“Every single Boy Scout dad tries to mansplain the river to the female raft guides, telling them where the rocks are,” Mickey said. “It’s so common, it’s basically a trope. Sometimes it’s bad enough that they will do different paddle strokes than what you’re telling them to do. I use a deeper voice when talking to a boatload of men so they can take me more seriously and we can all make it safely down the river.”

Given all the challenges, it’s easy to wonder what makes Mickey continue to return to the Arkansas River season after season. “There’s a certain camaraderie between female raft guides that shouldn’t go unnoticed. I basically know all the women on the river, and we all know what it’s like to constantly prove yourself. We definitely have each other’s back, and there’s also something special about being a female raft guide because there are so few.”

It’s entirely possible that the obstacles that women like Mickey face in outdoor sports are not directly related to the lack of media representation of outdoorswomen. But even if it’s not part of the problem, increasing the amount of representation could be part of the solution. In the meantime, it’s clear that plenty of progress still needs to be made. YETI Presents has a video detailing whitewater boating, titled “In Current,” which features raft guide Amber Shannon. At first glance, the video seems like progress, as Amber’s voiceover details how she always longed to be near rivers as a child. However, about a minute in, the voiceover switches to the bedraggled man sitting behind Amber as she rows, identified as John Shocklee.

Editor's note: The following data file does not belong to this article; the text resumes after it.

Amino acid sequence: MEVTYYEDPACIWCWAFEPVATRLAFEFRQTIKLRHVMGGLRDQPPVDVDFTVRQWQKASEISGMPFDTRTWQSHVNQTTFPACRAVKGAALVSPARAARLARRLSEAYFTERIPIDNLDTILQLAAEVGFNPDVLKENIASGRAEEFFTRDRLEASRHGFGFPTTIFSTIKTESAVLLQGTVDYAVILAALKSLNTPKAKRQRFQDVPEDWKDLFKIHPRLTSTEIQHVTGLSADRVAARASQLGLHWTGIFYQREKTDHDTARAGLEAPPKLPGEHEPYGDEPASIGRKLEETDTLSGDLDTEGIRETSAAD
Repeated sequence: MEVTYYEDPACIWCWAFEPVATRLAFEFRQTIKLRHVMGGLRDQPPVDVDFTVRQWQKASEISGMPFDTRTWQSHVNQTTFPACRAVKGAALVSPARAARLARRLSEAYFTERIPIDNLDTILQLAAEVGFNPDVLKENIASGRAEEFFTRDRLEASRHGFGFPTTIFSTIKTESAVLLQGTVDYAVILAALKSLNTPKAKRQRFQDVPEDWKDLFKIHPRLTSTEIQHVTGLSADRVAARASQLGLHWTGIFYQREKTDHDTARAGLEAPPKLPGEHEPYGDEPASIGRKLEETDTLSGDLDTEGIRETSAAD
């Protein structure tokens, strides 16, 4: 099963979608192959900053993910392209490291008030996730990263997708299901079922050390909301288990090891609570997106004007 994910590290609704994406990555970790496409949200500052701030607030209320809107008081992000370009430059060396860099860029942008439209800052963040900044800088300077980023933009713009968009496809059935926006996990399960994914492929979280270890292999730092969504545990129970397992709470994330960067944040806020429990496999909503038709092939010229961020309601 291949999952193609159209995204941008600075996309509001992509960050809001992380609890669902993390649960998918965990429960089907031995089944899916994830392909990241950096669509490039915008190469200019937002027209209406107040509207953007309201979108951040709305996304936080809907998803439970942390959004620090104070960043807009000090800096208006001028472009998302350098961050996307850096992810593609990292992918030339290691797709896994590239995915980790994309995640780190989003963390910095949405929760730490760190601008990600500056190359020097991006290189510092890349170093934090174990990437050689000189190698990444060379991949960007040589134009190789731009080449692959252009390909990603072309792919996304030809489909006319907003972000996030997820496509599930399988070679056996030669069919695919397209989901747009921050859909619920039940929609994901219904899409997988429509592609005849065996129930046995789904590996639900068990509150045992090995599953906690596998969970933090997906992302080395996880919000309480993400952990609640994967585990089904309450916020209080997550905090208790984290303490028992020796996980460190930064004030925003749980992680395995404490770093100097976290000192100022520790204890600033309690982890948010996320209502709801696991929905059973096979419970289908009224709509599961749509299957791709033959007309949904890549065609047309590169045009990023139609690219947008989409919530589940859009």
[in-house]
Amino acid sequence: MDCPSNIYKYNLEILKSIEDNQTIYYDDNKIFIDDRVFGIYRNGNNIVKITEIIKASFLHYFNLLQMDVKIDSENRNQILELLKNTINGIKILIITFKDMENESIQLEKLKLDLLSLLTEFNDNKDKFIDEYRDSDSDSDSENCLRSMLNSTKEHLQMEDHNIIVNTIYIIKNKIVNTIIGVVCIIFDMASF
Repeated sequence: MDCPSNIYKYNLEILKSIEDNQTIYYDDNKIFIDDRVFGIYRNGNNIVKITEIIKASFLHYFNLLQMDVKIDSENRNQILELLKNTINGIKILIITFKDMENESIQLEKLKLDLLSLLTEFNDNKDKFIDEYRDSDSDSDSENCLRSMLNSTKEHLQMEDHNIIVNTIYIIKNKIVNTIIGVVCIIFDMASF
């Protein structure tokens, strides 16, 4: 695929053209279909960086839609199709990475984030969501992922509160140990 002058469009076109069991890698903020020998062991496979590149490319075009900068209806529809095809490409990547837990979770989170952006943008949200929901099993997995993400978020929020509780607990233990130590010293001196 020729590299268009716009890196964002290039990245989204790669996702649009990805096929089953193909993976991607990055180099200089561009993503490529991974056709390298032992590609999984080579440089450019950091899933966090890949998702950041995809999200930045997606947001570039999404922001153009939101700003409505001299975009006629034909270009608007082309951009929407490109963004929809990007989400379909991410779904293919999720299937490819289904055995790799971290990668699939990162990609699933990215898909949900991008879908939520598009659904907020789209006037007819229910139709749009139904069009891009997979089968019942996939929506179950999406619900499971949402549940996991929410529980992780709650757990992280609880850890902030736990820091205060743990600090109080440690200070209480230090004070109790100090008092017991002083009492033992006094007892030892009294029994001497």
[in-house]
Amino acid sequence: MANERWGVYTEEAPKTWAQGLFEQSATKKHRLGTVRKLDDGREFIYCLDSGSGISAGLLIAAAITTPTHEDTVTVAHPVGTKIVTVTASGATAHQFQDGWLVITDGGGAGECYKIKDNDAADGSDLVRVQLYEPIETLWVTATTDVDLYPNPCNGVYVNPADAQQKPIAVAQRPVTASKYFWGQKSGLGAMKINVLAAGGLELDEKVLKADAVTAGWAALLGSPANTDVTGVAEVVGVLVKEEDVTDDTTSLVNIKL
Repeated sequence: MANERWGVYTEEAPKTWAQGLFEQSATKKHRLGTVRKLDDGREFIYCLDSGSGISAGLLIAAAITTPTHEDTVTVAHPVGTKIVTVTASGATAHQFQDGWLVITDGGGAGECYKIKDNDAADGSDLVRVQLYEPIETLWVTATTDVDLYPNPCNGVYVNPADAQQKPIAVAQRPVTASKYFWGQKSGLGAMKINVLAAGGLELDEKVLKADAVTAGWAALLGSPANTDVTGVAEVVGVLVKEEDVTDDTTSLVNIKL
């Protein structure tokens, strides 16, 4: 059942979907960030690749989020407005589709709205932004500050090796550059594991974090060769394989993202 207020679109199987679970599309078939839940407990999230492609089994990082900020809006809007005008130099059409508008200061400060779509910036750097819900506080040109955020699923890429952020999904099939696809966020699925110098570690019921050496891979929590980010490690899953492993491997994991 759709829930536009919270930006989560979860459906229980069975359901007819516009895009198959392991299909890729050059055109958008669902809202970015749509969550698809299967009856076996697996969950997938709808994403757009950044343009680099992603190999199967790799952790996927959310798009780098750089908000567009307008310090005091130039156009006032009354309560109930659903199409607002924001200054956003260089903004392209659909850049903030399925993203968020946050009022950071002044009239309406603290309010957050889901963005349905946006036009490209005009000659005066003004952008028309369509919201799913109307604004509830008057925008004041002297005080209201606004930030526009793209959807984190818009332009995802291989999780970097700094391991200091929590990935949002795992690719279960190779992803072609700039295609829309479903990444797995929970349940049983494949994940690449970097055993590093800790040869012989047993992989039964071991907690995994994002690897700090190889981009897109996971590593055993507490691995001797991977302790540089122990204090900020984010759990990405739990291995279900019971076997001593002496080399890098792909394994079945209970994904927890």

“Rowing the Grand Canyon is the most coveted job in the world. The kids that want this job, they understand that,” he said. “They have to prove it to me that they can do it. You gotta get through me first.”

Is it the kids who have to get through the gatekeepers of the outdoors, or is it the women? Shocklee seems to be optimistic about Amber’s future, ending the video by saying, “Yeah, she’ll prove herself.”

  • About the Author
    Phoebe Myers once debated the merits of the Harry Potter series with a monk in Thailand. Her nonfiction has been published on the blog for Tricycle, the national Buddhist magazine, and her poems and essays have appeared in the journals Inklings and East End Elements, with a video essay forthcoming in The Florida Review's online counterpart Aquifer. Her nonfiction essay won second place in the 2016 Creative Writing Awards for College Writers sponsored by the SCCC Creative Writing Festival. She is a senior at Miami University in Ohio, and is currently choosing a Creative Writing MFA program to attend this upcoming school year.